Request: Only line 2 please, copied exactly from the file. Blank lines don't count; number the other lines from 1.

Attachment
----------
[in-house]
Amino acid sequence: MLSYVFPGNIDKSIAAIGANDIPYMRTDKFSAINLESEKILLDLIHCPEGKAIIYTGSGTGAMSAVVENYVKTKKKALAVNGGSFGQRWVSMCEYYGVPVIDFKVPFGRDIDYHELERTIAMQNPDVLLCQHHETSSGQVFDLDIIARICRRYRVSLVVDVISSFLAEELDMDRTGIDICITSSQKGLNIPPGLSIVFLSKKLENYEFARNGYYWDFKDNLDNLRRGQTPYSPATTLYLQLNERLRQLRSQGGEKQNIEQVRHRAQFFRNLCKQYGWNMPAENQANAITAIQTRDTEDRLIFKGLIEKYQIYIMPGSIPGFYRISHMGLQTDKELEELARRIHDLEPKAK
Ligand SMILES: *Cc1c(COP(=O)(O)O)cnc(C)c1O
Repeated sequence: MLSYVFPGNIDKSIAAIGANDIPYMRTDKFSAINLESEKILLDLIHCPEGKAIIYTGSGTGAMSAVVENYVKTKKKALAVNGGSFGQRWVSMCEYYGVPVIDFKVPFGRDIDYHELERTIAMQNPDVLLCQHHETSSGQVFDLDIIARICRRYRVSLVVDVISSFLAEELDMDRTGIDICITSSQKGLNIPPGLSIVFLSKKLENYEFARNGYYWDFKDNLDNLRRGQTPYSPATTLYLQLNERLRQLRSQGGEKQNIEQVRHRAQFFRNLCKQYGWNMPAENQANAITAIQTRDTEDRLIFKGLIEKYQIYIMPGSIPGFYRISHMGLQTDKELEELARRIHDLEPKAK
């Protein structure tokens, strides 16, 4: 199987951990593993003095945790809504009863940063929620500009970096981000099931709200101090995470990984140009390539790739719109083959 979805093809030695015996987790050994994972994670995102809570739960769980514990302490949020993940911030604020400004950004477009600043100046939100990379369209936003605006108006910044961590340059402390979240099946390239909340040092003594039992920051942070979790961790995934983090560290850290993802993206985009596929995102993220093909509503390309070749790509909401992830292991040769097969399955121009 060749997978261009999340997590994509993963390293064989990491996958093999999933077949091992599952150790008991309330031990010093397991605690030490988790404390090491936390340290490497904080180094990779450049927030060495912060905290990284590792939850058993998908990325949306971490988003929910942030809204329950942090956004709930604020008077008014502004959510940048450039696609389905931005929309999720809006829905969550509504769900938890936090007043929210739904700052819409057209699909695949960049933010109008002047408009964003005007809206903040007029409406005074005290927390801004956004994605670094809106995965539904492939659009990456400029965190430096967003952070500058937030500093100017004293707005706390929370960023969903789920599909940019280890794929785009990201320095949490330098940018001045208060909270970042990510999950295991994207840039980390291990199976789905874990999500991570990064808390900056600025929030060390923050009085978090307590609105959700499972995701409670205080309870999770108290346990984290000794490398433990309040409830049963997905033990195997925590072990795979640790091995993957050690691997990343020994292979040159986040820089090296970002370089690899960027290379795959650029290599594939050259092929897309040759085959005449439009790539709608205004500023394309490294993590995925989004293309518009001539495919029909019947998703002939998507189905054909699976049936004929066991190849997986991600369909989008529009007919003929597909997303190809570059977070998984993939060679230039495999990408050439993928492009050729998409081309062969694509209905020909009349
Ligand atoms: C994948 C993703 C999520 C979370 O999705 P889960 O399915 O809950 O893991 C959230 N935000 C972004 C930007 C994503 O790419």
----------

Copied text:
Amino acid sequence: MLSYVFPGNIDKSIAAIGANDIPYMRTDKFSAINLESEKILLDLIHCPEGKAIIYTGSGTGAMSAVVENYVKTKKKALAVNGGSFGQRWVSMCEYYGVPVIDFKVPFGRDIDYHELERTIAMQNPDVLLCQHHETSSGQVFDLDIIARICRRYRVSLVVDVISSFLAEELDMDRTGIDICITSSQKGLNIPPGLSIVFLSKKLENYEFARNGYYWDFKDNLDNLRRGQTPYSPATTLYLQLNERLRQLRSQGGEKQNIEQVRHRAQFFRNLCKQYGWNMPAENQANAITAIQTRDTEDRLIFKGLIEKYQIYIMPGSIPGFYRISHMGLQTDKELEELARRIHDLEPKAK